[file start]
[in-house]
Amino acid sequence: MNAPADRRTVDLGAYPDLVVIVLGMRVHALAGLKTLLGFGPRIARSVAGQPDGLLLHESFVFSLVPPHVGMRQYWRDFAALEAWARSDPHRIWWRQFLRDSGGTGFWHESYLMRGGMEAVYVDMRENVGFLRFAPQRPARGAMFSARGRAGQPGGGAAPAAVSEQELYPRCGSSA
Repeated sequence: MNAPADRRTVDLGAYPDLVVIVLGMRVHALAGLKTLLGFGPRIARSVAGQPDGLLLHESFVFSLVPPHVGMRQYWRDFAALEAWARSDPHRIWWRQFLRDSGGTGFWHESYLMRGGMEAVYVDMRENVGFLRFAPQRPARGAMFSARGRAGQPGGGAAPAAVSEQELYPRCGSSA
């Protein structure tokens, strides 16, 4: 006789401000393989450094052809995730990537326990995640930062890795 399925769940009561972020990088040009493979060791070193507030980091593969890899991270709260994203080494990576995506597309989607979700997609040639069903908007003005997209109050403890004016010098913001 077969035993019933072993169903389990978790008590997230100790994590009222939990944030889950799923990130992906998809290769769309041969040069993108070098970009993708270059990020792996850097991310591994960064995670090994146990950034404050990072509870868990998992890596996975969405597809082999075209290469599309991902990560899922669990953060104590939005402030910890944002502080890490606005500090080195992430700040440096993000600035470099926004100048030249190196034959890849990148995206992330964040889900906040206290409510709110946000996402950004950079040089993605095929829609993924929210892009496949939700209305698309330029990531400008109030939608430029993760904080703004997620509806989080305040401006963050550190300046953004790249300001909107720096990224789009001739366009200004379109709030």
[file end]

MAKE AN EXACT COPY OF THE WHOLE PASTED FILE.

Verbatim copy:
[in-house]
Amino acid sequence: MNAPADRRTVDLGAYPDLVVIVLGMRVHALAGLKTLLGFGPRIARSVAGQPDGLLLHESFVFSLVPPHVGMRQYWRDFAALEAWARSDPHRIWWRQFLRDSGGTGFWHESYLMRGGMEAVYVDMRENVGFLRFAPQRPARGAMFSARGRAGQPGGGAAPAAVSEQELYPRCGSSA
Repeated sequence: MNAPADRRTVDLGAYPDLVVIVLGMRVHALAGLKTLLGFGPRIARSVAGQPDGLLLHESFVFSLVPPHVGMRQYWRDFAALEAWARSDPHRIWWRQFLRDSGGTGFWHESYLMRGGMEAVYVDMRENVGFLRFAPQRPARGAMFSARGRAGQPGGGAAPAAVSEQELYPRCGSSA
């Protein structure tokens, strides 16, 4: 006789401000393989450094052809995730990537326990995640930062890795 399925769940009561972020990088040009493979060791070193507030980091593969890899991270709260994203080494990576995506597309989607979700997609040639069903908007003005997209109050403890004016010098913001 077969035993019933072993169903389990978790008590997230100790994590009222939990944030889950799923990130992906998809290769769309041969040069993108070098970009993708270059990020792996850097991310591994960064995670090994146990950034404050990072509870868990998992890596996975969405597809082999075209290469599309991902990560899922669990953060104590939005402030910890944002502080890490606005500090080195992430700040440096993000600035470099926004100048030249190196034959890849990148995206992330964040889900906040206290409510709110946000996402950004950079040089993605095929829609993924929210892009496949939700209305698309330029990531400008109030939608430029993760904080703004997620509806989080305040401006963050550190300046953004790249300001909107720096990224789009001739366009200004379109709030």